What a reversal of fortunes the English cricket team is having. If you would just browse through that cricket website that is open on your computer right now, you’ll see how the English are making the lightest possible work of the Australians. It is as if each morning the English team has a conference in the locker room and decides who will hit centuries and who will take wickets.
Meanwhile, the Australians are retaliating with the statistical approach to cricket that India espoused in the late 1980s and early 1990s: If we keep losing pathetically as many matches as possible now…probability and law averages mean that we will eventually start winning at some point.
However, there is no doubt in my mind whatsoever that if it were not for its organization focus on beating Australia each year, England wouldn’t be half as good as it is right now. The raison d’être, if you will, of the English cricketing establishment is to beat Australia. Everything else, including not letting Yuvraj Singh hit six sixes, is secondary.
But before I get carried away, the point I am getting at is this: I think all good organizations need an arch-nemesis to gang up against. A Coke needs a Pepsi, an Apple needs a Microsoft, a Google needs the Chinese Communist Party and a Goldman Sachs needs the human race.
In my experience, this heated business animosity can sometimes have the same positive impact that the Ashes has on England. Working in such a polarized, charged environment could make employees focused and give them a sense of team spirit that no amount of off-sites, and I daresay cash bonuses, can bring.
A couple of years ago, I was out on a weekend of café hopping with some friends who lived in Mumbai. At some point, we popped into a grocery store for a soft drink or cigarettes or some such.
Suddenly, one of my friends reached into her handbag and, in just 20 minutes, located her mobile phone. She then called someone.
“Hello,” she said to an old colleague of hers, “I am at a grocery store on Carter Road and they have one of our visi-coolers stocked with “their” drinks. I think you need to have a chat with this fellow immediately!”
My friend then handed the phone over to the shopkeeper brusquely. She looked at him as if he’d just told a bunch of children that Sachin does not exist.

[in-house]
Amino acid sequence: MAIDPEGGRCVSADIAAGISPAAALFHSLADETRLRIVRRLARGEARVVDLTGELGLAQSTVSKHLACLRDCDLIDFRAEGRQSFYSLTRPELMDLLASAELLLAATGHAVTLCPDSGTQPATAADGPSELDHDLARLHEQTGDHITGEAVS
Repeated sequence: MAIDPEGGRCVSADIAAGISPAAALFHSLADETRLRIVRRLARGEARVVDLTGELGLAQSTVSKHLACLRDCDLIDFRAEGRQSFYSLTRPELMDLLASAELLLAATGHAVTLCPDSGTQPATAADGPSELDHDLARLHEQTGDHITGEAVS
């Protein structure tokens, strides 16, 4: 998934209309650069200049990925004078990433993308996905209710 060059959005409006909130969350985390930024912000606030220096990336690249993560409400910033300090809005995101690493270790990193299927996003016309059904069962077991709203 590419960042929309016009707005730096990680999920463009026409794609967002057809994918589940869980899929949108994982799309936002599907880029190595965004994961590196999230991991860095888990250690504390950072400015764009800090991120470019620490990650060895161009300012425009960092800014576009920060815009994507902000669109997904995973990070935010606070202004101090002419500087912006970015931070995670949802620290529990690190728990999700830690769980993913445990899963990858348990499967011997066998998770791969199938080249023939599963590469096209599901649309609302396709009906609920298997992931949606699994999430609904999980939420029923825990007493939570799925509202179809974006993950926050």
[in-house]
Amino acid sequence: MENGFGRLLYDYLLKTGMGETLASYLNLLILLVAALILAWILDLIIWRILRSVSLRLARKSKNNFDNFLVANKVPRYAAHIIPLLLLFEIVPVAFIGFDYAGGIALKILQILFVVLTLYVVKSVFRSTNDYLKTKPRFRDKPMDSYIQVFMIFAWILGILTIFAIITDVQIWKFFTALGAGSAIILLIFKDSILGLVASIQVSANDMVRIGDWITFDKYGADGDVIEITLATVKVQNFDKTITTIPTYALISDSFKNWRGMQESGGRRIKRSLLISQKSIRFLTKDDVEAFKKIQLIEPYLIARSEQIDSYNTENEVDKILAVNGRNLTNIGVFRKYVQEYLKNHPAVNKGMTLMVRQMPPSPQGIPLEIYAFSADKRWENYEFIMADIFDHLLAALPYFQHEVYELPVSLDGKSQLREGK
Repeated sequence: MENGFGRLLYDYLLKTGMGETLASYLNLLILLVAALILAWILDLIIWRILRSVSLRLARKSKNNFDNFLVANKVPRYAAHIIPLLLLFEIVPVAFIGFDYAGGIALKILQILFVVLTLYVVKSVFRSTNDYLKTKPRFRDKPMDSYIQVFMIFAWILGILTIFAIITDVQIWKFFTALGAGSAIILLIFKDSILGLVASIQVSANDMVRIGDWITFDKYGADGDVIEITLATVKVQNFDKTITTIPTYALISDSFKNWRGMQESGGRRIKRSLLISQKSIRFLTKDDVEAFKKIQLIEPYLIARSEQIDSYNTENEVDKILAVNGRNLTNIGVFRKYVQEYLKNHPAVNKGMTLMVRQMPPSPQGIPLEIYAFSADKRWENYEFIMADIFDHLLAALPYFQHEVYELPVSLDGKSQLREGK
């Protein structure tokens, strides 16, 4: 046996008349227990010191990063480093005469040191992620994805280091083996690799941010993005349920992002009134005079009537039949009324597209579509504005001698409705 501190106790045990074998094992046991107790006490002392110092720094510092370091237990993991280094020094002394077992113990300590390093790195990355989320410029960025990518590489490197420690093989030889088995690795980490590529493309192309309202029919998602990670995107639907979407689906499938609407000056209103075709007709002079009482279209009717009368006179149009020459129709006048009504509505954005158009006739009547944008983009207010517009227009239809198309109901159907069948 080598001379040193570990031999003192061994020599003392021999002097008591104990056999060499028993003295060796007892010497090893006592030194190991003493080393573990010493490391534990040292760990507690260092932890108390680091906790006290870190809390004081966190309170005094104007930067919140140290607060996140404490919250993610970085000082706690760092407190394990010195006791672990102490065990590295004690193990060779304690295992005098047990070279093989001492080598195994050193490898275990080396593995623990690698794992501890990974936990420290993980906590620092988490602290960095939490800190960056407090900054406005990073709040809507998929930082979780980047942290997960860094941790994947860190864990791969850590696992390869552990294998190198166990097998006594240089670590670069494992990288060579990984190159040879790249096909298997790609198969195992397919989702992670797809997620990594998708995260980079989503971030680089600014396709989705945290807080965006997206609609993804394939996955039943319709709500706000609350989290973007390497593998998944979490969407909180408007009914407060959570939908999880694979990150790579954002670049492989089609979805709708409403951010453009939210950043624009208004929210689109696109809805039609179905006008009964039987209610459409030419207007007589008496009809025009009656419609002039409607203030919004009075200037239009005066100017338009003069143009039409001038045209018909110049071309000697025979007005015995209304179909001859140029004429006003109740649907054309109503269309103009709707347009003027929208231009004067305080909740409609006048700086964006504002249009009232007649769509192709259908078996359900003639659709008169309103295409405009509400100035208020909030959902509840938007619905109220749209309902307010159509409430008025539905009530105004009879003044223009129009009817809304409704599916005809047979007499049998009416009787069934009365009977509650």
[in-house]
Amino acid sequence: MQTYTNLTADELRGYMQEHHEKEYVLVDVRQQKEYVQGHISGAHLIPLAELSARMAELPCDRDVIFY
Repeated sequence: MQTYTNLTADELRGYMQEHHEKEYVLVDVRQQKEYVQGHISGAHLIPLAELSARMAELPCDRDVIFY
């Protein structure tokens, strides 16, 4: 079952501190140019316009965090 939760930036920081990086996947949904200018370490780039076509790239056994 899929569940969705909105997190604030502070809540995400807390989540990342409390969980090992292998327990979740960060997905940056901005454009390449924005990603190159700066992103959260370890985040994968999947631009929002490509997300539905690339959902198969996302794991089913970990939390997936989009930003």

Turns out that the shopkeeper had used the cooler provided by one soft drink company to stock and display drinks made by its arch nemesis. A grave error in that business.
But the funny thing is this—my friend had stopped working for the aggrieved beverage brand at least two years before this incident. She now worked for a multinational bank. Yet here she was, still taking sides in that corporate war.
Later she told me that her previous employer had ingrained such a sense of animosity for the rival in new recruits that it stayed with them for life. Even now, years later, before visiting restaurants that only served rival brands, she’d carry friendly fizz in her handbag.
This is the kind of loyalty and passion, and even animosity, that I am sure HR managers and CEOs dream about when they go to bed every evening. How can I make my people so manically focused on defeating the competition? How can I make them work not just for their pay or position, but to crush the competition and subsequently increase my pay and promotion?
Besides making employees work with greater focus and passion, I think this strategy also has other benefits. For one, it prevents them from focusing on the usual pain points: HR policy, perks, other people’s pay, lunch menu and so on. All this seems tremendously petty when your real enemy is Steve Jobs or Diet Coke.
It could also reduce attrition. Who would want to leave half way through the “battle to the death” that is my anti-dandruff shampoo with egg extract versus your anti-dandruff shampoo with egg and sea-weed extract.
Most importantly, however, I think this prevents the company from losing people to the competition. Who would want to join AMD knowing that the next time you get your old friends from Intel over lunch, they could bring cheesecake laced with cyanide?
(Yes, there is an element of human manipulation in this. But that is true of so many things, including marriage and traffic police.)
But I wonder how one does this in organizations.
I remember this old piece of trivia, possibly apocryphal, that Cyrix had a tombstone in the office lobby with the words “Intel Inside” written on it. Macabre indeed, but I assume that is the kind of symbolism you need here. This kind of competitive spirit doesn’t come out of powerpoint or spreadsheet. You need symbolism and jingo.
Do you work for one of these fiery corporates? How do you get yourself and others all riled up and foaming at the mouth? Send email.
Cubiclenama takes a weekly look at the pleasures and perils of corporate life. Your comments are welcome at email@example.com
To read Sidin Vadukut’s previous columns, go to www.livemint.com/cubiclenama